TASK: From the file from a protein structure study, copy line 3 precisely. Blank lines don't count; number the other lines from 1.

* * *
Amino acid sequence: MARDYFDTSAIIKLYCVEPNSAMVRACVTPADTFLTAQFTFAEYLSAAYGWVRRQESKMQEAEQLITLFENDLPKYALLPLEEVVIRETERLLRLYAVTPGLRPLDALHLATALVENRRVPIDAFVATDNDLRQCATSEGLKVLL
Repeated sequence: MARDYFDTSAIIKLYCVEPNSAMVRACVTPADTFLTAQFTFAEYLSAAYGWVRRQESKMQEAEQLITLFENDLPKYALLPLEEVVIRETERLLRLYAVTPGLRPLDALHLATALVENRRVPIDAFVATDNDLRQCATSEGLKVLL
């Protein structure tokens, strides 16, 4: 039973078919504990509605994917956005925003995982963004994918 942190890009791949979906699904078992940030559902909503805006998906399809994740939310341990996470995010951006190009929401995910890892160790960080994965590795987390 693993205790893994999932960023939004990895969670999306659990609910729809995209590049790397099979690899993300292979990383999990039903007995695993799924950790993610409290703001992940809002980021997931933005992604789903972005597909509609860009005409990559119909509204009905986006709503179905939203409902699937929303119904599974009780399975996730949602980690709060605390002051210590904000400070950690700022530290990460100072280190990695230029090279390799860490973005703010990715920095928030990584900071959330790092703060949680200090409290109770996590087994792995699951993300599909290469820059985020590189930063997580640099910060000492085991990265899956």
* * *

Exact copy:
């Protein structure tokens, strides 16, 4: 039973078919504990509605994917956005925003995982963004994918 942190890009791949979906699904078992940030559902909503805006998906399809994740939310341990996470995010951006190009929401995910890892160790960080994965590795987390 693993205790893994999932960023939004990895969670999306659990609910729809995209590049790397099979690899993300292979990383999990039903007995695993799924950790993610409290703001992940809002980021997931933005992604789903972005597909509609860009005409990559119909509204009905986006709503179905939203409902699937929303119904599974009780399975996730949602980690709060605390002051210590904000400070950690700022530290990460100072280190990695230029090279390799860490973005703010990715920095928030990584900071959330790092703060949680200090409290109770996590087994792995699951993300599909290469820059985020590189930063997580640099910060000492085991990265899956």